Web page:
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Ethylene glycol

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Ethylene glycol
Ethylene-glycol-3D-vdW 1.pngEthylene-glycol-3D-balls.pngEthylene glycol chemical structure.png
General
Systematic name Ethane-1,2-diol
Other names Monoethylene glycol, 1,2-ethanediol
Molecular formula C2H6O2
SMILES occo
Molar mass Molar mass::62.0678 g/mol
Appearance Clear oily odorless viscous liquid
CAS number CAS number::107-21-1
Properties
Density and phase [[Density::1.1132 g/cm3]], liquid
Solubility in water Miscible with water
Melting point Melting point::-12.9°C
Boiling point Boiling point::197.3°C
Viscosity 17.33 Pa.s at 25°C
Structure
Dipole moment 0 D
Hazards
MSDS Material Safety Data Sheet
Main hazards Highly toxic if inhaled
or absorbed through skin
NFPA 704

NFPA 704 svg.png

1
1
0
 
Flash point 111°C
R/S statement R: R22, R36
S: S26, S36, S37, S39, S45, S53
RTECS number KW2975000
Related compounds
Related compounds Propylene glycol
Diethylene glycol
Triethylene glycol
Except where noted otherwise, data are given for
materials in their standard state (at 25 °C, 100 kPa)
Disclaimer and references

Ethylene glycol is an organic compound containing a dihydric alcohol that is commonly known as an ingredient in automotive antifreeze, but also has many other uses. It is a relatively inexpensive chemical that is used in many industries around the world. It was not found until 1859 by a French chemist Charles Wurtz. Later in 1937, it was formally introduced to the automotive industry as a heat transfer liquid.[1]

Properties

Ethylene glycol is identified as an compound containing carbon. It is colorless, clear and odorless liquid. It is composed of a dihydric alcohol that has an aliphatic carbon chain and two –OH diols. These two –OH diols give ethylene glycol its water solubility and hygroscopicity. It has a very rare characteristic, which is a sweet taste.[2] Its sweet taste attracts children and pets to consume the liquid in excess, unlike any other toxic liquids which could normally be bitter. When consumed in excess there is a possibility of serious or even fatal toxicity.[3]

Production

Ethylene glycol is not naturally found in nature by itself. Rather ethylene glycol is produced by a chemical reaction between organic compounds such as ethylene. Many times this reaction takes place between glycol plant and an organic compound. Ethylene glycol is commonly produced from ethylene. [4] In 1860 ethylene glycol was first produced by the hydration of ethylene oxide. [5] Even today, the hydration of ethylene glycol serves as the most common process of producing ethylene glycol. [6] There are also many other ways to produce ethylene glycol. The ethylene carbonate process uses a reaction of ethylene oxide to react with carbon dioxide. Then it is hydrolyzed to produce ethylene glycol. Later this process became obsolete in 1970, due to the finding of the ethylene oxide-glycol plants.[7] In the halcon acetoxylatin process, ethylene is placed in an acetic acid solution producing ethylene glycol diacatate. This reaction liquid is processed which forms glycol acetates which are later hydrolyzed to form ethylene glycol and acetic acid. In the teijin oxychlorination process ethylene reacts with thallium salt with the hydration of water and chloride or bromide ions. The final process is the union carbide syngas process which uses synthetic gas to produce ethylene glycol.[8]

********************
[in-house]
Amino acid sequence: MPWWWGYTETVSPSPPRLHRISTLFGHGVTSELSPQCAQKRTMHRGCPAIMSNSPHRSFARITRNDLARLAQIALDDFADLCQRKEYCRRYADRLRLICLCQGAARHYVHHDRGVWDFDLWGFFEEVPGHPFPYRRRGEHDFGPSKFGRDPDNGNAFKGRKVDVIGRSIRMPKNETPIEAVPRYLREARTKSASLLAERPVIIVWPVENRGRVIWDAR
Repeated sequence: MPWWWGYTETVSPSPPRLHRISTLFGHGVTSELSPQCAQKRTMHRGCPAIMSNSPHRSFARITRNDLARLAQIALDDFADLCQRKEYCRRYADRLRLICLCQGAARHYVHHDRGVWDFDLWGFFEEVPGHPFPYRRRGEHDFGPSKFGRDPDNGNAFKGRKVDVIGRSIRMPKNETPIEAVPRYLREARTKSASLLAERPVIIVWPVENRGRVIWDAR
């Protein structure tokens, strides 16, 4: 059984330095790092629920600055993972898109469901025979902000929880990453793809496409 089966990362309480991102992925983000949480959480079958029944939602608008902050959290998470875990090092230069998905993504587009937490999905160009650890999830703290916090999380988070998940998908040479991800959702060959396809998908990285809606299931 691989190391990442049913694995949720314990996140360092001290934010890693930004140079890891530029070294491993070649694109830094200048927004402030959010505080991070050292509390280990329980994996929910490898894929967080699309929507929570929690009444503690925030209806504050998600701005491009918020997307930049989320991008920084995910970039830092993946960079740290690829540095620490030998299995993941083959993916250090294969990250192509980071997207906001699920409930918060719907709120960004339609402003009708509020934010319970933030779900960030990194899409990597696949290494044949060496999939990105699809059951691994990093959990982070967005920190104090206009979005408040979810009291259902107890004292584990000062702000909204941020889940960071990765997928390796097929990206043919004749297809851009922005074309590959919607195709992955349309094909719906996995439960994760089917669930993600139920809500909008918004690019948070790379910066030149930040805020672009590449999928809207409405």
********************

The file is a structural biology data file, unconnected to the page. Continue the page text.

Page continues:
Uses

Ethylene glycol has a very diverse field of uses. One of the main uses of this chemical is as an coolant and heat transfer liquid. This may include automotive radiators, hydraulic brake fluid, liquid cooled computers, air conditioning systems, and many other heating and cooling applications. The number one use of this product is in automotive radiator coolant. When ethylene glycol is added to water the boiling point increases and the freezing point decreases. This then provides a worthy heat transfer liquid during hot and cold days. [9] Also it is used in airports as a aircraft and runway deicer. In addition, ethylene glycol is used in the production of a polymer called poly(ethylene terephthalate) or PET. This polymer is due to the reaction between the ethylene glycol and the terephthalate acid. Thus this polymer opens up a ample spectrum of uses in both the food container and textile industries.[10][11]

Antifreeze

Man pouring antifreeze in a automobile reservoir

Antifreeze is a cryoprotectant (a substance that is used to protect organic tissue from freezing over). Ethylene glycol is the major ingredient in antifreeze. When it is added to water, because of its solubility it creates a heat transfer liquid. This then increases the boiling point of the water and also decreases the freezing point. Antifreeze is a vital chemical in the function of the average automobile. Not only does it help reduce the heat generated by the engine, it also helps reduce the corrosion in the radiator and in the engine block. [12] These corrosion inhibitors are 0.05-0.5 percent silicate, from 0.07-0.35 percent nitrate, from 0.2-2.0 percent phosphate, from 0.5-4.0 percent benzoate, from 0.1-1.0 percent molybdate, from 0.02-0.3 percent vanadate, from 0.05-0.3 percent triazole, and from 100-5000 ppm organosilane stabilizer for the silicate. The main importance is to use the recommended amount of antifreeze to reduce the risk of engine failure. [13]

In addition there is only one drawback to ethylene glycol constructed antifreeze; its toxicity. It has been used as a fatal poison because its sweet taste, which allows it to be mixed into a drink undetected. When antifreeze is drained onto the ground without care, it may be consumed by animals. On the average every year, 90,000 animals and 4,000 children ingest the toxic liquid. When the symptoms are not recognized the lethal ingestion of the liquid can lead to death. The lethal limit of ethylene glycol antifreeze is 1.4-1.6 mL/kg. [14][15]

References